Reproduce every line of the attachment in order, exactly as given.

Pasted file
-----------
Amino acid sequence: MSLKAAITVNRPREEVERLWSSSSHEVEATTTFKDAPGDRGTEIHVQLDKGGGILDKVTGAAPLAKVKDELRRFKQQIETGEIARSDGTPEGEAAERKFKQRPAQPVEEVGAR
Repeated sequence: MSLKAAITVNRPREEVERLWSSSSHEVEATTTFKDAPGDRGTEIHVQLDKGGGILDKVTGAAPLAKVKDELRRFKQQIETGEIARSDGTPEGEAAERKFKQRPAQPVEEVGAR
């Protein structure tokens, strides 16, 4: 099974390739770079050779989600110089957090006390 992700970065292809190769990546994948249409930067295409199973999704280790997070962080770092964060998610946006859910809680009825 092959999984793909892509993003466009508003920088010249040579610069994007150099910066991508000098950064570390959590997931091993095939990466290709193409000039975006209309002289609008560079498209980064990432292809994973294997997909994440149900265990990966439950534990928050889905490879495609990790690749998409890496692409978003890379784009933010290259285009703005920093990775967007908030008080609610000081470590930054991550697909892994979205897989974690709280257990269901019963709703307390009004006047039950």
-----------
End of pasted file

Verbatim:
Amino acid sequence: MSLKAAITVNRPREEVERLWSSSSHEVEATTTFKDAPGDRGTEIHVQLDKGGGILDKVTGAAPLAKVKDELRRFKQQIETGEIARSDGTPEGEAAERKFKQRPAQPVEEVGAR
Repeated sequence: MSLKAAITVNRPREEVERLWSSSSHEVEATTTFKDAPGDRGTEIHVQLDKGGGILDKVTGAAPLAKVKDELRRFKQQIETGEIARSDGTPEGEAAERKFKQRPAQPVEEVGAR
């Protein structure tokens, strides 16, 4: 099974390739770079050779989600110089957090006390 992700970065292809190769990546994948249409930067295409199973999704280790997070962080770092964060998610946006859910809680009825 092959999984793909892509993003466009508003920088010249040579610069994007150099910066991508000098950064570390959590997931091993095939990466290709193409000039975006209309002289609008560079498209980064990432292809994973294997997909994440149900265990990966439950534990928050889905490879495609990790690749998409890496692409978003890379784009933010290259285009703005920093990775967007908030008080609610000081470590930054991550697909892994979205897989974690709280257990269901019963709703307390009004006047039950």